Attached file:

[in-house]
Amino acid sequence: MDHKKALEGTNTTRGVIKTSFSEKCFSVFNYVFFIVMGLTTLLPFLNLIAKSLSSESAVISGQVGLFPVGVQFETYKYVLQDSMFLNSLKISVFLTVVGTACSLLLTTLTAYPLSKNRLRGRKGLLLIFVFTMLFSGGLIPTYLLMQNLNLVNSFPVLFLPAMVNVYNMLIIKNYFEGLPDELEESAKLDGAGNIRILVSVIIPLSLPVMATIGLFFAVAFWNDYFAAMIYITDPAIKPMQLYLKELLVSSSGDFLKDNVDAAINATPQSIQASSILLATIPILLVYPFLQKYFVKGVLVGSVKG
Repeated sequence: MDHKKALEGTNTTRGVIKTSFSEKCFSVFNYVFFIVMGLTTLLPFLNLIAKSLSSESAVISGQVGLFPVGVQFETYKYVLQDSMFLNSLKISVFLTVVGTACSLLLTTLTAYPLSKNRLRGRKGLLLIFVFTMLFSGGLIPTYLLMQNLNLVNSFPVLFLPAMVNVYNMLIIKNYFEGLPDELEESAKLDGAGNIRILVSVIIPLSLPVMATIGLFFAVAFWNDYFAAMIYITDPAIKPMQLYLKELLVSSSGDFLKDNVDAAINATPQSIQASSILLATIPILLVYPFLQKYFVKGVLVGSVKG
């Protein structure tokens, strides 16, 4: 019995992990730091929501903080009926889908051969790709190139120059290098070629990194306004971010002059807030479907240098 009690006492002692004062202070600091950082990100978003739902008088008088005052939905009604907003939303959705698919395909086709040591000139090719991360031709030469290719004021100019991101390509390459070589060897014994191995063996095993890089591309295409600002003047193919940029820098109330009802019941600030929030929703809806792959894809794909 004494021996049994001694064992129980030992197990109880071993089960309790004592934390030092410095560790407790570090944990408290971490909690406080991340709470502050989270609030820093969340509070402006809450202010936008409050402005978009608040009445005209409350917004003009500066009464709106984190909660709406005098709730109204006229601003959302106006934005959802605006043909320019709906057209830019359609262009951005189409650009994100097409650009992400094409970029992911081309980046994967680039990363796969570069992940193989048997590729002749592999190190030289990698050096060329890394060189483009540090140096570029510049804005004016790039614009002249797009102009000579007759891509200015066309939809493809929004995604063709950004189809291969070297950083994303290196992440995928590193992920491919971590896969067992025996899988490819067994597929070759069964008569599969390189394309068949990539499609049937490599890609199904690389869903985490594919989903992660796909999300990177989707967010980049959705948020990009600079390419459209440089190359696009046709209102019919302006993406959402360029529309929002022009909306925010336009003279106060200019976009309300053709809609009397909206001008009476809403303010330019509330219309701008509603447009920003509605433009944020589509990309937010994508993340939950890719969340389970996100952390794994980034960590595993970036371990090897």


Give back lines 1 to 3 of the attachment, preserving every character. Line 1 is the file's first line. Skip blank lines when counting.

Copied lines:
[in-house]
Amino acid sequence: MDHKKALEGTNTTRGVIKTSFSEKCFSVFNYVFFIVMGLTTLLPFLNLIAKSLSSESAVISGQVGLFPVGVQFETYKYVLQDSMFLNSLKISVFLTVVGTACSLLLTTLTAYPLSKNRLRGRKGLLLIFVFTMLFSGGLIPTYLLMQNLNLVNSFPVLFLPAMVNVYNMLIIKNYFEGLPDELEESAKLDGAGNIRILVSVIIPLSLPVMATIGLFFAVAFWNDYFAAMIYITDPAIKPMQLYLKELLVSSSGDFLKDNVDAAINATPQSIQASSILLATIPILLVYPFLQKYFVKGVLVGSVKG
Repeated sequence: MDHKKALEGTNTTRGVIKTSFSEKCFSVFNYVFFIVMGLTTLLPFLNLIAKSLSSESAVISGQVGLFPVGVQFETYKYVLQDSMFLNSLKISVFLTVVGTACSLLLTTLTAYPLSKNRLRGRKGLLLIFVFTMLFSGGLIPTYLLMQNLNLVNSFPVLFLPAMVNVYNMLIIKNYFEGLPDELEESAKLDGAGNIRILVSVIIPLSLPVMATIGLFFAVAFWNDYFAAMIYITDPAIKPMQLYLKELLVSSSGDFLKDNVDAAINATPQSIQASSILLATIPILLVYPFLQKYFVKGVLVGSVKG